KATIE JOHNSTONE’S CROSS

A Canadian Tale

By A. M. M.


CHAPTER VIII.

An Arrival and a New Friend.


  “Since service is the highest lot,
    And angels know no higher bliss,
Then with what good her cup is fraught,
    Who was created but for this!”


    AS Lynford was some miles distant from the nearest railway station, Mr Johnstone next morning hired a “buggy,” and drove over to Ashby to meet his son.
    “But as I have business in Ashby,” he said, when starting, after an early breakfast, “Ned and I shan’t be home much before tea-time.”
    Mrs Johnstone’s face clouded slightly at this announcement; she had learned to dread the transaction of “business,” and the tavern-dinner, so perilous, as she knew, to her husband. However, knowing well his impatience of anything like feminine dictation, she said nothing, and contented herself with a silent prayer that he might be kept from temptation, and especially from yielding to it when his son was along with him. [Page 79]
    The day seemed to Katie a very long one. All the time she was allowed to spend on the verandah, her eyes would turn wistfully to the Ashby road, which crossed the river at some distance beyond the fields, although she knew it was impossible that the travellers could be within sight. As soon as the warmth of the early afternoon was over, she was moved back to the dining-room, where, as the evenings were still chilly, a fire was lighted. The tea-table was furnished as temptingly as Martha’s freshly-baked buns and biscuits could make it, and the room, with its old worn furniture, dull and dingy as at other times it looked, was lit up for the present with a really cheering and comforting brightness.
    At last, after Katie, in her despair of being able to fix her attention, had taken up and laid aside one book after another, and her mother, no less restless, though she tried to conceal it, had gone a dozen times to the window, the sound of wheels was heard approaching; and as the buggy stopped at the gate, a tall boy of sixteen or seventeen sprang out and met his mother’s eager embrace at the already opened door. Then he rushed on to greet Katie, almost throwing down Martha in his way, and responding to her cordial salutation, with a hearty “All right, Martha!”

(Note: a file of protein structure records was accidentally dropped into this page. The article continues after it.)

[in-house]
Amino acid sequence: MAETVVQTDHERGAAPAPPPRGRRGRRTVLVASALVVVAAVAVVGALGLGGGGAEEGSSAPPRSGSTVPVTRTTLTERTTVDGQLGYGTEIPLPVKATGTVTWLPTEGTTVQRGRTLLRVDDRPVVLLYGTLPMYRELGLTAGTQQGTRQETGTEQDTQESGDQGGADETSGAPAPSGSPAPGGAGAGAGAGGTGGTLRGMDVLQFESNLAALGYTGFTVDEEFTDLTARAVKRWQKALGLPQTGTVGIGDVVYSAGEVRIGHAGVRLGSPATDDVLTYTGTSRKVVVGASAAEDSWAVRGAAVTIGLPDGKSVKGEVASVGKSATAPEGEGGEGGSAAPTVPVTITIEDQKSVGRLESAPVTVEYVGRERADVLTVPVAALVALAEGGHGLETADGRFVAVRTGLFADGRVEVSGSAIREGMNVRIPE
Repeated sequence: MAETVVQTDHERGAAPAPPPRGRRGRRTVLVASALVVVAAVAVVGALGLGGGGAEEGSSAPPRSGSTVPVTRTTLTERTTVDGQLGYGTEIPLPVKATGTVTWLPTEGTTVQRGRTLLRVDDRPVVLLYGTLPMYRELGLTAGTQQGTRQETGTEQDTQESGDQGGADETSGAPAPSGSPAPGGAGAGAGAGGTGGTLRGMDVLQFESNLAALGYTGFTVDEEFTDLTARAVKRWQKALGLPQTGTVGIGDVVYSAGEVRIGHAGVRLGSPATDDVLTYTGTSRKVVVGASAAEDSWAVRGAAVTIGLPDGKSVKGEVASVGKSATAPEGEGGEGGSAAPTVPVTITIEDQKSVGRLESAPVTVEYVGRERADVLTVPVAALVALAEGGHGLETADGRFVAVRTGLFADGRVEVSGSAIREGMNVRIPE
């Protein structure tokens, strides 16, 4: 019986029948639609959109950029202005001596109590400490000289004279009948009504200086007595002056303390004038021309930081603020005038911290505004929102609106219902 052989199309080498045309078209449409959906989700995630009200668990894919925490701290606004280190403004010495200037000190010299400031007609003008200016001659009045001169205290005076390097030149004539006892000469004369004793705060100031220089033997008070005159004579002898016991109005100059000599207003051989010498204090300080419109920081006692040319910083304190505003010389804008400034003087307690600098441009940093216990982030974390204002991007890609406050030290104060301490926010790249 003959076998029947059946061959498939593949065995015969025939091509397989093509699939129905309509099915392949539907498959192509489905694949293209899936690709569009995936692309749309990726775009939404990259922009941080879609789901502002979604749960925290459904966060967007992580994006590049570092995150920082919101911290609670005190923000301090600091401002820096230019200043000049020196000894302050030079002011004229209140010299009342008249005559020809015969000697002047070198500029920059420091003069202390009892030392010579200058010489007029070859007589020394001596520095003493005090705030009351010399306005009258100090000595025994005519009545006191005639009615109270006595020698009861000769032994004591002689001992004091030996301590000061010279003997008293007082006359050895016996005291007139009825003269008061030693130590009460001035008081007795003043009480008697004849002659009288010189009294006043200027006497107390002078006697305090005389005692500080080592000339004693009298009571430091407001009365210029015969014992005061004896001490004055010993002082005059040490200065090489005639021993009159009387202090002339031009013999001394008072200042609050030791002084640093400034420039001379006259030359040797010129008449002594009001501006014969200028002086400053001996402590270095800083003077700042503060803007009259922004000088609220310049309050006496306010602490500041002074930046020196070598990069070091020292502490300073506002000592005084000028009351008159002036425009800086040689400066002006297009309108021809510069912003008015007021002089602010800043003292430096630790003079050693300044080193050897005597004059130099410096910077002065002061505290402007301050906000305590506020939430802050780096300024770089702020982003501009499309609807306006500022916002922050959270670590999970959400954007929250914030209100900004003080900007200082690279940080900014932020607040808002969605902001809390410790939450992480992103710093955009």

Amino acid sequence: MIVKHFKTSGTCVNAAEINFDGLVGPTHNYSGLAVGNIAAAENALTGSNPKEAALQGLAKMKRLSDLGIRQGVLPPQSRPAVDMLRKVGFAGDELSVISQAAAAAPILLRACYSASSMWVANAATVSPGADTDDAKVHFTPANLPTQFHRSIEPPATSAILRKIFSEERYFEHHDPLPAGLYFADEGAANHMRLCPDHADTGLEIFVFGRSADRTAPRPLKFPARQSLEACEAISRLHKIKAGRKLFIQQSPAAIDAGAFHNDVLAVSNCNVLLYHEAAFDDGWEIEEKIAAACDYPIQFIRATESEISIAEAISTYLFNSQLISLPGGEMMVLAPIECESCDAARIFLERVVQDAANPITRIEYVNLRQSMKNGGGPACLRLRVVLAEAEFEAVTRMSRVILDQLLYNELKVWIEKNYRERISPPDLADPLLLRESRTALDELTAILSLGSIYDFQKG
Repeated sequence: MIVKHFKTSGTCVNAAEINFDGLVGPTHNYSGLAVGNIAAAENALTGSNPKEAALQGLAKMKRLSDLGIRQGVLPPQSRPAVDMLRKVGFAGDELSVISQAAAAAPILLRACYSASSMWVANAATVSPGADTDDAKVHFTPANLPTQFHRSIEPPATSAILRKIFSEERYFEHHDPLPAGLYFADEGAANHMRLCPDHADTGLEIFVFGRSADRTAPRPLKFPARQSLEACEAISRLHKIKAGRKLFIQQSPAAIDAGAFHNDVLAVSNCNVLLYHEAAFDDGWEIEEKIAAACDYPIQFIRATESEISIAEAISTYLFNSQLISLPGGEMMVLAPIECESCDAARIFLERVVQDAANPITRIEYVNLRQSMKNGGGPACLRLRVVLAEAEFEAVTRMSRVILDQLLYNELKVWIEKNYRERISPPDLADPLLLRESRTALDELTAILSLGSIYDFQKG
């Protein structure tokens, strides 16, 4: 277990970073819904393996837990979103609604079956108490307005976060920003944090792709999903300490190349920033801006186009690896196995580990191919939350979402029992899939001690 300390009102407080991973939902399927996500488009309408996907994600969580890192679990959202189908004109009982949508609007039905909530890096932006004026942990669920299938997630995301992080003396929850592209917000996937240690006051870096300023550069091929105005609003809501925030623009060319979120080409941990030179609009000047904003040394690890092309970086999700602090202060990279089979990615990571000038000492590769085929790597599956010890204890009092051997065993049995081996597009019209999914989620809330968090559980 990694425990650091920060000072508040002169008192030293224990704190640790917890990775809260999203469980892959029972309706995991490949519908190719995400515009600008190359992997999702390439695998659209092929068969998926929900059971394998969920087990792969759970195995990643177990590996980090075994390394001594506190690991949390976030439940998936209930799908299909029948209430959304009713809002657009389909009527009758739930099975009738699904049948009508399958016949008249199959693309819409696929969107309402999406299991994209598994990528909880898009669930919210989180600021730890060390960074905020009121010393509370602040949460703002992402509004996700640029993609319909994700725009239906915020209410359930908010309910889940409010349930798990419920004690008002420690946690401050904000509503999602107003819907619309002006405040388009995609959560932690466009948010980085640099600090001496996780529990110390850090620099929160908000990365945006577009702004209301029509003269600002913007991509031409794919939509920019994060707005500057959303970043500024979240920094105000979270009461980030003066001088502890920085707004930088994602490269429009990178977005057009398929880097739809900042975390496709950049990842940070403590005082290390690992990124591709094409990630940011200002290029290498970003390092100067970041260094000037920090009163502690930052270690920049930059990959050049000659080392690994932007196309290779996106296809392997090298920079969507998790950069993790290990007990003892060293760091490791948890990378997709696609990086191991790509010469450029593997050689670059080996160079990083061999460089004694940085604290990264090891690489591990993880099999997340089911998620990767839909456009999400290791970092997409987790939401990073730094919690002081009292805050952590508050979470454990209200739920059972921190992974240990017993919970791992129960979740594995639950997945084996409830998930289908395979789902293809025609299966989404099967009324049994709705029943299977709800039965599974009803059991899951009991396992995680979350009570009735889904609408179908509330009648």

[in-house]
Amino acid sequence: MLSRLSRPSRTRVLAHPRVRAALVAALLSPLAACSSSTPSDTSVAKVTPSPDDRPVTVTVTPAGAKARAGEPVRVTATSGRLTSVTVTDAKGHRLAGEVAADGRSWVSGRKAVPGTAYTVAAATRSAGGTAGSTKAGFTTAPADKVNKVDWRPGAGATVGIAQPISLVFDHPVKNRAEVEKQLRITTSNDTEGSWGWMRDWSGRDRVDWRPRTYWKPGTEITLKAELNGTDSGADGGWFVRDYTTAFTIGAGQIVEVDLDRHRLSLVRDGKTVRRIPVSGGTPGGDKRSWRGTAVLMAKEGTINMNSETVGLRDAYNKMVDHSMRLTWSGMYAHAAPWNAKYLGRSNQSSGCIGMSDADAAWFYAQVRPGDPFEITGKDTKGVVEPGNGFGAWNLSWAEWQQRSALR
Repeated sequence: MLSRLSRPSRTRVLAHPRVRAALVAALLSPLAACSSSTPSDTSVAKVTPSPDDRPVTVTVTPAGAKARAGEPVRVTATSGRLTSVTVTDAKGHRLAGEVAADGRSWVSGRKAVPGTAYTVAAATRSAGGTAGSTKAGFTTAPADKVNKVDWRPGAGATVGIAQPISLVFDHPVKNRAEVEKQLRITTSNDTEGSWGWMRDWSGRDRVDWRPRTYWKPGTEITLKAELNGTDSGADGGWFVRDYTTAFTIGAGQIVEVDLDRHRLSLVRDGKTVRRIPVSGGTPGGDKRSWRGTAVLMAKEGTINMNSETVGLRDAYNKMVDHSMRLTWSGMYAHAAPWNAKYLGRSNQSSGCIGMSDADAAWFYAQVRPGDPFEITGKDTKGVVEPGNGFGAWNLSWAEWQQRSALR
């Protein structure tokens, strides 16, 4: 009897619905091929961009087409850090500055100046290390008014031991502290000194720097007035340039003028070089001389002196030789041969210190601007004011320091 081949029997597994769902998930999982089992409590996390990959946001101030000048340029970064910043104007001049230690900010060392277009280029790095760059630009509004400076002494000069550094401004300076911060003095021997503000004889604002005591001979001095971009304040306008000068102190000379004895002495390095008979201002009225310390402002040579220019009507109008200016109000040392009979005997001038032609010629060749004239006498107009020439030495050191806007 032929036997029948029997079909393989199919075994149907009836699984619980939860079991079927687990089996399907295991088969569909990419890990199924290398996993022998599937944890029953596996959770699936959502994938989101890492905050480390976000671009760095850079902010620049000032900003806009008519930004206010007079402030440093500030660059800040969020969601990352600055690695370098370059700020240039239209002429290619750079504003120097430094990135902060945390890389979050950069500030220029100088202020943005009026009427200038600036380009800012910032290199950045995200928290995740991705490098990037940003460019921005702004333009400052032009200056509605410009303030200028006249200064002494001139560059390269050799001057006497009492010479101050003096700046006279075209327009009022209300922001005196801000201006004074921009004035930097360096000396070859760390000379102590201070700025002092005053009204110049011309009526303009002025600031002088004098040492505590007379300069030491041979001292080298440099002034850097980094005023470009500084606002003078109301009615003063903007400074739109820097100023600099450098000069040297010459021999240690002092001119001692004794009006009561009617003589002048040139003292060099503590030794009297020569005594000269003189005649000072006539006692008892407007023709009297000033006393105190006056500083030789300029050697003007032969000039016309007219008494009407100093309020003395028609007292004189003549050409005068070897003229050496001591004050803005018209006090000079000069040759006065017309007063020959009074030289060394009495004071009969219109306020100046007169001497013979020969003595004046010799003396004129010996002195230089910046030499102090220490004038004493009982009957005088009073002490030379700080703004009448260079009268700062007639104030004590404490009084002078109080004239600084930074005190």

“Why, Katie, you do look pulled down,” he said, after affectionately kissing her. “Do you mean to say you’ve got to lie there all the time, poor girl? Jet—Oh! I forgot the poor beast was dead: it seemed as if he ought to be here to meet me. But what’s this? a pussy! so you’ve gone in for cats, Katie, since you’ve lost your dog. Aren’t you afraid of being an old maid? But this is a pretty respectable [Page 80] specimen: where did you pick it up?” And he picked up the cat, with a view to a closer inspection, but so roughly as to call forth a slight cry from Daisy, unaccustomed to rude handling, and a gentle remonstrance from Katie, who was smiling, notwithstanding, at her vivacious brother’s torrent of questions, and the unwonted commotion he was making in the usually quiet house.
    “Come, Martha,” he continued, “make haste, do, and bring in tea: if you had been out all day in the open air, and got very little dinner, too, you’d know what it was to feel hungry. Well, mother,” he continued, “do you think I’ve grown any since you saw me last? You have to look up to me now. Look, Katie! her head doesn’t come higher than my shoulder! Here, will you accept my arm to supper? You see I’ve been learning manners in the city!”
    “I hope they have all been good ones, then, Ned,” said his mother. “But I don’t think it is very good manners to want to begin tea without waiting for papa.”
    “Oh! he said not to wait—it would be some time before he could get in, and he wasn’t hungry, and didn’t want anything but a cup of tea. He had a headache,” said Ned, with a slightly conscious air, which at once awakened his mother’s fears that he knew what it is sad any son should have to know of his father. But if it were as she feared, it was better he should not come in till tea was over, and Katie, at least, gone to her room.